What To Expect When Getting Glasses For The First Time
After years of headaches and blurry street signs, you have finally decided to bite the bullet and visit the optometrist. Your eye doctor tells you that prescription glasses are now part of your future. Oh, happy day!
Wearing glasses may seem like a major pain, but the difference in your vision is definitely worth it. To make the transition as easy as possible, our Derry eye care specialists have come up with a few things you can expect to encounter when wearing your new glasses.
You can see!
Yes, kind of a no-brainer since improved vision is the whole point of wearing glasses, but the difference can be startling. Words on a page that was only previously accessible via squinting now jump out at you with ease. Street signs are much clearer, as are the cars around you, and everything has much more detail than you ever imagined.
Ouch, that hurts!
Unfortunately, wearing glasses comes with a slight adjustment period. Most people will experience headaches and sore or tired eyes during the first few days. However, as your eye muscles get used to relaxing instead of working so hard to make sense of what you are seeing, the headaches and soreness will disappear. Some people also experience minor dizziness or light sensitivity, but they usually only occur within the first few days.
Helpful tip : Try wearing your glasses for a few hours at a time during that first week to help reduce your discomfort.
Now where did they go
Have fun with it
Tips For Preventing Headaches From Glasses
Headaches caused by a new eyeglass prescription are common. Give your eyes time to adjust to the new prescription. The best way to do this is by wearing your new glasses as often as youre able, gradually letting your eyes become accustomed to the new lenses. Usually, your headaches should go away within a few days as your eyes adjust.
Also, like any muscle, your eye muscles need rest. Closing your eyes periodically may help ease eye strain, tension, and headaches. A cool compress can also help alleviate an eyeglass headache.
If your headaches dont dissipate within a week, call your doctor, especially if youre also dizzy or nauseous. In some instances, minor adjustments to the frame or lenses will alleviate the problem. In others, a new prescription or adding tinting may be needed.
Your eye doctor can help you find the frames that will provide the best vision and the most comfort. Likewise, CSUERFSA and AMBA have an excellent Vision Plan that gives you access to thousands of doctors nationwide and amazing savings on prescription eyewear, all at low group rates like when you were working. Learn more at www..com or call 866-979-0497.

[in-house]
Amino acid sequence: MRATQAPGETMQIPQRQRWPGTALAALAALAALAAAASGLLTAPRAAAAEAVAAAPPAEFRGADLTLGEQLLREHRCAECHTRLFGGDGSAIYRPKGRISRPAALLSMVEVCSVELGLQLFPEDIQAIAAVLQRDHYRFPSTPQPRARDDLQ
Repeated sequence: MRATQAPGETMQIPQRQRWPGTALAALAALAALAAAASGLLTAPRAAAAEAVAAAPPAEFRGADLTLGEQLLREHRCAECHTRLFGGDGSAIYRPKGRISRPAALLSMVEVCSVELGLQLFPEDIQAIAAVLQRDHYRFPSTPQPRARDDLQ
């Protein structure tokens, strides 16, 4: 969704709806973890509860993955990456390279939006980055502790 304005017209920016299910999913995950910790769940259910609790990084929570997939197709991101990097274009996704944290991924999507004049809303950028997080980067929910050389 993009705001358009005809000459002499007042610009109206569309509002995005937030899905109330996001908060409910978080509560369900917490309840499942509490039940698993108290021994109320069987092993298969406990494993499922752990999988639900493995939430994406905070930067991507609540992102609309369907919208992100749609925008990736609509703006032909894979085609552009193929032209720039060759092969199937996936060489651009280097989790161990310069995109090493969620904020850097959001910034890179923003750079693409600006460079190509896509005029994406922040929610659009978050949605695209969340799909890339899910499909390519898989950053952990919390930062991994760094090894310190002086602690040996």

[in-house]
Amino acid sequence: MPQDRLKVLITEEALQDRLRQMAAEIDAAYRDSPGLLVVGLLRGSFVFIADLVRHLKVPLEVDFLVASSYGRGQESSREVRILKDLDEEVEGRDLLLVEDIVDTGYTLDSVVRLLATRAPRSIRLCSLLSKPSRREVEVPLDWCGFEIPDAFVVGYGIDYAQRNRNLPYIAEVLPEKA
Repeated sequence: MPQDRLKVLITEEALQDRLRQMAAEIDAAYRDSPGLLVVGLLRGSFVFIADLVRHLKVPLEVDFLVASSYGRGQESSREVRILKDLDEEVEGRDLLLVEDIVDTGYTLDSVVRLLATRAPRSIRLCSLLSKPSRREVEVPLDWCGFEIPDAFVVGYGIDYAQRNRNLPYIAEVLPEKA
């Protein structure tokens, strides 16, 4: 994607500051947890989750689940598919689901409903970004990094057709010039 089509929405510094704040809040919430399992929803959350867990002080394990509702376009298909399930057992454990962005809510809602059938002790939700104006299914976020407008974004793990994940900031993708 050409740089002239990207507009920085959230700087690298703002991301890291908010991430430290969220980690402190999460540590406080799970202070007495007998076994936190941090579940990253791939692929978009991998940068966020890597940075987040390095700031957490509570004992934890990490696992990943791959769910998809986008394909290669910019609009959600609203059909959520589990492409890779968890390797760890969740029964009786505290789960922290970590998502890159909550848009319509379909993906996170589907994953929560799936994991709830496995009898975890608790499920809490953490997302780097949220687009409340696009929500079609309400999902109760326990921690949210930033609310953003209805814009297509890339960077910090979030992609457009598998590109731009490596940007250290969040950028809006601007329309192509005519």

If Your Prescription Is The Same But The Glasses Feel Wrong
Sometimes, new glasses with the same prescription feel weird. Many factors can cause discomfort, even when the prescription hasnt changed. Many factors affect the way a person sees through new glasses, even new . Your eyes and brain may need time to adapt to the new frame shape and size. The way the frame sits on a persons face is also very important, and so is the material and weight of the frame.
The lens type can make a huge difference in the way you see through new glasses. Not all lenses are created from the same material, and not all lenses have the same design. Some lenses are aspheric, while others are spherical. Lens processing can also differ between various manufacturers. There is always a possibility that your eyes will need time to adjust to new glasses even with an unchanged prescription.
What Happens When You Get New Glasses
During your eye test, your optician will have done a number of tests to check how well you can see at varying distances and will have recommended glasses to help with any difficulties you have.
Generally, people are , or have an . These can be easily treated with a pair of glasses with some corrective lenses that will help you to see clearer and will make your eyes feel more comfortable and relaxed.
How Long Does It Take To Adjust To New Glasses
In most cases, it takes only a few days to adjust to a new pair of prescription . As you are adjusting to your new glasses, it’s possibly you might:
Experience mild dizziness
Notice some blurry vision
Possibly feel some eye strain
All of this is normal. These symptoms are common with new glasses and typically last only a few days.
Who Should Wear Them
According to Dr. Gottschalk, migraine glasses are most helpful for people who know they have photophobia, or sensitivity to light, during migraine attacks. And even if light isn’t exactly the main issue for you when you have a migraine, you might be surprised to find that the glasses still help, he adds.
Sold on getting a pair? I thought so. But before we talk about your options, a quick PSA: If your migraines have suddenly gotten worse, or you never used to get them and now you’re getting them constantly, talk to your doctor. The same goes for if you’re relying on over-the-counter pain meds to treat your migraines on the reg. Your doc will help you get to the bottom of what’s causing your headaches and make sure there’s not an underlying health problem you need to take care of.
OK, now that we’re v informed on what glasses for migraines are, let’s get to the good stuff. Below, seven pairs worth trying.
Dr. Gottschalk recommends going with a brand like TheraSpecs, which specifically designs its glasses for people who experience migraines, instead of just ordering generic rose-tinted glasses. This pair has FL-41 lenses, which block blue-green light and have been shown to reduce headache frequency. They’re also good for filtering out fluorescent lights and LEDs if those tend to make your head pound.
What Glasses For Headaches Should I Wear
Understanding which glasses for headaches you should wear will depend on your vision needs. You need to wear glasses that will reduce the need for straining your eyes, which in turn will reduce the occurrence of headaches.
More often than not, headaches relating to vision are a by-product of a refractive error, such as hypermetropia, myopia or . Wearing glasses for headaches will entail determining which vision error you suffer from and wearing your lenses to correct this.